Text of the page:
We’re hearing a lot these days about human rights and social justice—particularly among younger evangelicals, but also among secularists. It’s a good thing that there is a growing concern for the poor and the oppressed around the world.
But when the younger generation approaches people like me and tells us that we need to be working for “social justice,” what I tell them is that we’re already doing it. In fact, I believe it’s the single greatest apologetic of the Christian Church.
But what makes us different from the secularists, however, is our worldview—especially in our belief in a fundamental truth that goes right to the heart of who we are. We know all human rights and social justice are grounded in the imago Dei—the fact that we are created in the image of God.
I can’t emphasize that enough. The secularists want social justice, but at the same time, they want to turn right around and deny the very thing that makes social justice possible. It doesn’t work.
I heard a magnificent sermon recently by Dr. Tim Keller, pastor of Redeemer Presbyterian Church in New York. He makes this point powerfully in a sermon called “In the Image of God.” With great eloquence, Keller talked about what it means to be created in God’s image and its implications for the way we live.
Because we are created in the image of God, human life is sacred. We have value, worth, and dignity. Science by itself doesn’t give us any basis for that view. So when a society loses its belief in God, it starts to believe that humans are only valuable based upon their “capacities”—and then you get views like those of Dr. Peter Singer of Princeton, who believes that some human lives have no value and deserve no protection.
The whole civil rights movement sprang from a biblical worldview. It’s not just a tradition in Western thought, Dr. Keller reminds us. Even “Aristotle said some races are born to be slaves.” But the Bible tells us in Genesis that humans are accountable for each other’s lives, precisely because God created us in His image. Martin Luther King, Jr., and other civil rights leaders took their views directly from this way of thinking about God and humanity. Dr. King even talked about the imago Dei in his sermon “The American Dream.”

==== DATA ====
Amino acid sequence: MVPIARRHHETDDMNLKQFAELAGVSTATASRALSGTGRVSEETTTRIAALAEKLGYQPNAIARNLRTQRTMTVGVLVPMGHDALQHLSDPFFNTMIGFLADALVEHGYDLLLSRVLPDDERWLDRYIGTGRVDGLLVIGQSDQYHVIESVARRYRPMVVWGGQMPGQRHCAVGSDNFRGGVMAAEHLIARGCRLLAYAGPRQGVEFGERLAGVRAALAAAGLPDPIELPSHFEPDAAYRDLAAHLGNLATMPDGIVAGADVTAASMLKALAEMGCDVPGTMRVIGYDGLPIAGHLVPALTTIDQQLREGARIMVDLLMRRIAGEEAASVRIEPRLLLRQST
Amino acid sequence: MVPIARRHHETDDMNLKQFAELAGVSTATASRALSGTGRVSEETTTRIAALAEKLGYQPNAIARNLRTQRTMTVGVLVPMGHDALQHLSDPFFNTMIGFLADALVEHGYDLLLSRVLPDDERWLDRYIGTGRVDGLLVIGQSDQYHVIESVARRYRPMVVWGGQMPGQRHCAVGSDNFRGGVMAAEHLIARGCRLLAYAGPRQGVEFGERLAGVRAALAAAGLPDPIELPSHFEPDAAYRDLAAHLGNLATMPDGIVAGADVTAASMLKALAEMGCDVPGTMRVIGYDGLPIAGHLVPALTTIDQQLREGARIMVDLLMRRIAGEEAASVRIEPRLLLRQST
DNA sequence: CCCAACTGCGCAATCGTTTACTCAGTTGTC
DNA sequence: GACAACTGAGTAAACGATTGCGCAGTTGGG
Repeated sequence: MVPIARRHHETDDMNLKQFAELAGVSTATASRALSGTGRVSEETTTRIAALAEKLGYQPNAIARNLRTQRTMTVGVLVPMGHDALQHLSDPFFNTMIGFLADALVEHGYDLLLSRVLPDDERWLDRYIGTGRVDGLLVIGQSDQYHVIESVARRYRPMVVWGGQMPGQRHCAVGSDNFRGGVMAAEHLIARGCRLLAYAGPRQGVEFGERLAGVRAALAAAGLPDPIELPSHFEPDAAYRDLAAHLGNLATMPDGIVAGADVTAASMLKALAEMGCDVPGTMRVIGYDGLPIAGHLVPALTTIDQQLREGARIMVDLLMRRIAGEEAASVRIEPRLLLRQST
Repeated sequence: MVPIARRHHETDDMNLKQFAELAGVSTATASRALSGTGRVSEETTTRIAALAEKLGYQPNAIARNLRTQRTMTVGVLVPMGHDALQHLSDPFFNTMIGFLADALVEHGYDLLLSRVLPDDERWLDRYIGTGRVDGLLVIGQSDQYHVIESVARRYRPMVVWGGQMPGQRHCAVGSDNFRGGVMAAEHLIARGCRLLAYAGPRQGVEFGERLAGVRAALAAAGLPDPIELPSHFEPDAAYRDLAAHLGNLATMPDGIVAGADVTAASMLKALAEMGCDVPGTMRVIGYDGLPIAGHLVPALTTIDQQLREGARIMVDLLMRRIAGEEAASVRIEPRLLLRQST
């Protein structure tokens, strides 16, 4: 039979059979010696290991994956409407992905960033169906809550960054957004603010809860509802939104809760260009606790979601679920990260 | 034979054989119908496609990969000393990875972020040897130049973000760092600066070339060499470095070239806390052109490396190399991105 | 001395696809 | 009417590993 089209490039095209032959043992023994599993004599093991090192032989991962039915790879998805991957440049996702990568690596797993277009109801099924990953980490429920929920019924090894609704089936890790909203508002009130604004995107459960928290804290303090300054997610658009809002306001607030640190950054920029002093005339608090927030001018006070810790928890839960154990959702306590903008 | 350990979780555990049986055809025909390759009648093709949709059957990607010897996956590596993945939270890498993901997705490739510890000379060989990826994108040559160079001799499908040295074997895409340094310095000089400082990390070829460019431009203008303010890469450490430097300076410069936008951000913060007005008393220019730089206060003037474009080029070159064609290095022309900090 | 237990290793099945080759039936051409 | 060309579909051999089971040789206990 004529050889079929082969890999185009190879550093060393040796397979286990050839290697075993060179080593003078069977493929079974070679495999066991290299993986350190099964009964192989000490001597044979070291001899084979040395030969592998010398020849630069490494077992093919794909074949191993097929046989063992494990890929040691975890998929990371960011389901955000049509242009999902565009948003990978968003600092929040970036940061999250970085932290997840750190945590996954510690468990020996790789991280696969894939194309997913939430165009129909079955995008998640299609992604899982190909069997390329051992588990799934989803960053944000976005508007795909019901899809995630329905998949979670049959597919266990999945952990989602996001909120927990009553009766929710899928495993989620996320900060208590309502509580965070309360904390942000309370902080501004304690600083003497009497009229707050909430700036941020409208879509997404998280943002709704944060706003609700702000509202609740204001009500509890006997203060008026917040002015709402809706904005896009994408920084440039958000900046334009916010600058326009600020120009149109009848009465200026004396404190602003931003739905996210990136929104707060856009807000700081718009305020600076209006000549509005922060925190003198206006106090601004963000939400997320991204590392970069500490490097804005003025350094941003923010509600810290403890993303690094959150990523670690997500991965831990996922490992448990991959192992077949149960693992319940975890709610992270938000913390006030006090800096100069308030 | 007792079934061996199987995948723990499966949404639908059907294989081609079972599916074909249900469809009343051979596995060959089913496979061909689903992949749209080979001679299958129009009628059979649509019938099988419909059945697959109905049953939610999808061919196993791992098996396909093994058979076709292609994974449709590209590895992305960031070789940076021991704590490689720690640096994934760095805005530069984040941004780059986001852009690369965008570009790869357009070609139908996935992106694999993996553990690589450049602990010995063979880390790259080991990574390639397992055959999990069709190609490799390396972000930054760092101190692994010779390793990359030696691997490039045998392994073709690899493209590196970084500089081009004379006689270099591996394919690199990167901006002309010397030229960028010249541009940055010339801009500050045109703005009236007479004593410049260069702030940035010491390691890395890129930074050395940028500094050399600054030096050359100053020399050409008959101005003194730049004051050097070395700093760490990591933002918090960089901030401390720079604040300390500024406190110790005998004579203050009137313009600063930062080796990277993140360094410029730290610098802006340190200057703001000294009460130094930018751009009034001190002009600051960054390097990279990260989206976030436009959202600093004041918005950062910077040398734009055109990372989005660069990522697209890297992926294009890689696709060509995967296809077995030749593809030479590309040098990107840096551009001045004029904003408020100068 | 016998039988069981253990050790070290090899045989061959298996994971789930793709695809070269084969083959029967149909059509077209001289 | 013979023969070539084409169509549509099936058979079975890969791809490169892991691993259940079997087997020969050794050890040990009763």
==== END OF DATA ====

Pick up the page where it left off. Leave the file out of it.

And this is exactly why you and I can’t make a distinction between being pro-life and fighting for human rights. As Dr. Keller shows, there is an unbroken connection between human life in the womb and human life in all other stages and circumstances.
That is the Christian view. It’s why early Christians condemned abortion and cared for abandoned babies. It’s why I wrote in my book The Faith that if you say you are a Christian and are pro-choice, you’d better check whether you are acting in obedience to God and belong in the company of Christian fellowship. “When you believe in the image of God,” Dr. Keller explains, “the circle of protected life expands. But when you don’t believe in the image of God . . . the circle will continually contract.”
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